newsletter_teaser: Small-group training offers an economical option for budget-conscious consumers who want to work with a personal trainer without the high cost usually associated with one-on-one training. Fitness professionals benefit by helping more people—and bringing in bigger bucks—per hour.
Carrying a clipboard or an e-device around the gym and industriously noting client progress at every exercise stop is fine when you’re training clients one-on-one.
But in small-group training—that is, when you’re coaching from three to a dozen customers in the same workout session—your time and attention are at an absolute premium. You won’t have hours to agonize over exercise ideas for every trainee. And that clipboard will stand between you and successful small-group exercise delivery.newsletter_teaser: Small-group training requires attention to detail and focus. It's time to ditch the distracting clip board and master the new training paradigms that every fitness professional must know before designing exercise sessions for small groups.
Helping herself to help another.Many individuals seek guidance from a personal trainer in the hope of achieving a goal such as losing weight, improving energy level or building self-esteem. Steffani wanted all of those things, but she also had another person in mind when she decided to work with Mark Krug, owner of ProXercise in Lancaster, Pennsylvania. Her 19-year-old son, Josh, has spastic quadriplegic cerebral palsy and is confined to a wheelchair. He weighs about 100 pounds; moving him in and out of his wheelchair posed quite a challenge for Steffani.
As a personal trainer, you’re faced every day with the challenge of selling yourself.
To keep your income flowing, you strive to keep your current clients, hunt for new clients and develop new program ideas. But there’s a big difference between cash flow and long-term profitability. The personal training business is increasingly competitive. Personal trainers who compete on price, train too wide a variety of needs or say that their program is “great for anyone” don’t have a good grasp of personal branding. If you’re underpaid and
undervalued, this might be you.
Most people hire a personal trainer to achieve a goal, not to play. Clients expect to experience change, so failure to achieve change is seen as a failure in service. One way to bridge the gap between goal achievement and fun is to marry the concepts of exercise and play. As trainers, we can foster an environment where clients experience physical, mental and emotional transformation while enjoying an atmosphere that allows them to become lost in the moment. Think of it as “challenge play.”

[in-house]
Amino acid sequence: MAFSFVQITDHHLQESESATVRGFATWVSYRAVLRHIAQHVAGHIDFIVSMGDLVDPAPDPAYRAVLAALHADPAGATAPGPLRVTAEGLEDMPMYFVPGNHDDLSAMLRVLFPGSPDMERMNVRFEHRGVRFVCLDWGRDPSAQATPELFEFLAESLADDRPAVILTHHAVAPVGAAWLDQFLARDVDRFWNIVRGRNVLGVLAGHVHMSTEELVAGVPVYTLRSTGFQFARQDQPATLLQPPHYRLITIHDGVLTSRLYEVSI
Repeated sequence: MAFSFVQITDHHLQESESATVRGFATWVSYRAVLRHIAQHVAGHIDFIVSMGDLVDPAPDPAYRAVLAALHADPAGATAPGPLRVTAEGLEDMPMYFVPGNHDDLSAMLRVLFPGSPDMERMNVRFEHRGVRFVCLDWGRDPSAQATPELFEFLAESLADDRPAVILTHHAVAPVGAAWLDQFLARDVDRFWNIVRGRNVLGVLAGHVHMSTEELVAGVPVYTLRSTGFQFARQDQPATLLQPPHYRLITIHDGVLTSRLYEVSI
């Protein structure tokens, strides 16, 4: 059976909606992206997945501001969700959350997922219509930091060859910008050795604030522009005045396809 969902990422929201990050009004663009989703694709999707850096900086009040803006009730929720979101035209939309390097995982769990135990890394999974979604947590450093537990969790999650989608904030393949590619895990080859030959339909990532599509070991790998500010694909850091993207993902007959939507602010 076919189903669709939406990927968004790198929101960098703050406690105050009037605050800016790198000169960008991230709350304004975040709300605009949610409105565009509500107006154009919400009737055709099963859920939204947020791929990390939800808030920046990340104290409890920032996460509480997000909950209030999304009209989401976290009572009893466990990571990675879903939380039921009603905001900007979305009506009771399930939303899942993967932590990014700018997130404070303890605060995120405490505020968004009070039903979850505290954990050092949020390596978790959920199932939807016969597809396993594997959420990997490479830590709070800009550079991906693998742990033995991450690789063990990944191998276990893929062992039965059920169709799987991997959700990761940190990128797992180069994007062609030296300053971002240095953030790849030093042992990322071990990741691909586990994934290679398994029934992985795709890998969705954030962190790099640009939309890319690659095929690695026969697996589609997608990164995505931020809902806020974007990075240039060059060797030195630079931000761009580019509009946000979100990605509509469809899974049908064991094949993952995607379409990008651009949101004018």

Creating a Challenge Play Environmentnewsletter_teaser: Most people hire a personal trainer to achieve a goal, not to play. One way to bridge the gap between goal achievement and fun is to marry the concepts of exercise and play.
Marketing is the process of reaching out to potential new customers. Done right, it’s a systematized, targeted and reusable way to gather fresh sales leads. But marketing small-group training—the profitable new industry trend wherein one trainer works with three to 10 clients at a time—has its own special considerations.
newsletter_teaser: Marketing is the process of reaching out to potential new customers. Done right, it’s a systematized, targeted and reusable way to gather fresh sales leads. But marketing small-group training has its own special considerations.
newsletter_teaser: Classes that appeal to athletes often intimidate many beginning- and intermediate-level exercisers; however, participants of all levels can do a challenging plyometrics class if you give them options.
newsletter_teaser: In the past, many golfers were not concerned about being fit. Today, however, golf fitness conditioning has come to the fore as amateur and pro golfers alike strive to enhance their play and reduce the risk of common golf injuries. Savvy golfers are discovering that golf-specific training can improve their performance on the links.
How can two full-time personal trainers with six part-time colleagues generate annual gross revenues in excess of $850,000?
Just ask studio owner Frank Nash.
Frank Nash Training Systems in Worcester, Massachusetts, is a 5,500-square-foot facility that specializes almost exclusively in small-group training. SGT is a training system that allows up to a dozen clients to work with a personal trainer during a shared workout session. It’s also the subject of an ongoing IDEA Trainer Success series.newsletter_teaser: The strength of your small-group training service relies on the effectiveness of your programming. Centralized program design ensures that all participants receive the same, high-quality training across all workouts.
You’ve heard the buzz about small-group training (SGT): more money in less time. You may also have heard that SGT business growth relies—heavily—on referrals from satisfied trainees. Both statements are true only when you deliver a fantastic fitness experience.
newsletter_teaser: You’ve heard the buzz about small-group training (SGT): more money in less time. You may also have heard that success relies—heavily—on referrals from satisfied trainees. Both are true only when you deliver a fantastic fitness experience.